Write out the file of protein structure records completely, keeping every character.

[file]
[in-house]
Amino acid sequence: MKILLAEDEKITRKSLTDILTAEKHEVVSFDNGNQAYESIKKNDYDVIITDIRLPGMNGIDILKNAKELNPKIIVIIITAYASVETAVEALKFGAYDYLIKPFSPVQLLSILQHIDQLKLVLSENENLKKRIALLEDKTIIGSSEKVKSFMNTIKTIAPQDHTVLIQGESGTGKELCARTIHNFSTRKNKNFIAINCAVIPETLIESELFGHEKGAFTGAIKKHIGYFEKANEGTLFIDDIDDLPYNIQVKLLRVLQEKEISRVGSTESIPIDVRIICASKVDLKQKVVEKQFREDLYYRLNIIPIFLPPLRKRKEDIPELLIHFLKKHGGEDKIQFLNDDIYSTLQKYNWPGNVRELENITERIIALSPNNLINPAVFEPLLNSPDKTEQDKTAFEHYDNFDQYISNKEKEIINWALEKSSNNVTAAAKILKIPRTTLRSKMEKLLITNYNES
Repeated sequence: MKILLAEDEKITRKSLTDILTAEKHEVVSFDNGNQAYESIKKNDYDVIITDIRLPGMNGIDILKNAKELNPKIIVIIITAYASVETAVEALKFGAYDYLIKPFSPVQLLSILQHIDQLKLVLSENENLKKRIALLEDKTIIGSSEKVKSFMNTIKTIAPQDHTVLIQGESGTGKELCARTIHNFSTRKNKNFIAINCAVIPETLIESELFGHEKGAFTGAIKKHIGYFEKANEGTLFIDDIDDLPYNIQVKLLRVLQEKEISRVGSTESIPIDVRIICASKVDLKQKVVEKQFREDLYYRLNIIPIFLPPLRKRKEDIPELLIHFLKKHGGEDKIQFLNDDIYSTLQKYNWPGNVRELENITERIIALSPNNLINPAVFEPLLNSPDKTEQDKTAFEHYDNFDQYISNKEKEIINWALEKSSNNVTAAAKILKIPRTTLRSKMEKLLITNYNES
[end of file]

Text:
[in-house]
Amino acid sequence: MKILLAEDEKITRKSLTDILTAEKHEVVSFDNGNQAYESIKKNDYDVIITDIRLPGMNGIDILKNAKELNPKIIVIIITAYASVETAVEALKFGAYDYLIKPFSPVQLLSILQHIDQLKLVLSENENLKKRIALLEDKTIIGSSEKVKSFMNTIKTIAPQDHTVLIQGESGTGKELCARTIHNFSTRKNKNFIAINCAVIPETLIESELFGHEKGAFTGAIKKHIGYFEKANEGTLFIDDIDDLPYNIQVKLLRVLQEKEISRVGSTESIPIDVRIICASKVDLKQKVVEKQFREDLYYRLNIIPIFLPPLRKRKEDIPELLIHFLKKHGGEDKIQFLNDDIYSTLQKYNWPGNVRELENITERIIALSPNNLINPAVFEPLLNSPDKTEQDKTAFEHYDNFDQYISNKEKEIINWALEKSSNNVTAAAKILKIPRTTLRSKMEKLLITNYNES
Repeated sequence: MKILLAEDEKITRKSLTDILTAEKHEVVSFDNGNQAYESIKKNDYDVIITDIRLPGMNGIDILKNAKELNPKIIVIIITAYASVETAVEALKFGAYDYLIKPFSPVQLLSILQHIDQLKLVLSENENLKKRIALLEDKTIIGSSEKVKSFMNTIKTIAPQDHTVLIQGESGTGKELCARTIHNFSTRKNKNFIAINCAVIPETLIESELFGHEKGAFTGAIKKHIGYFEKANEGTLFIDDIDDLPYNIQVKLLRVLQEKEISRVGSTESIPIDVRIICASKVDLKQKVVEKQFREDLYYRLNIIPIFLPPLRKRKEDIPELLIHFLKKHGGEDKIQFLNDDIYSTLQKYNWPGNVRELENITERIIALSPNNLINPAVFEPLLNSPDKTEQDKTAFEHYDNFDQYISNKEKEIINWALEKSSNNVTAAAKILKIPRTTLRSKMEKLLITNYNES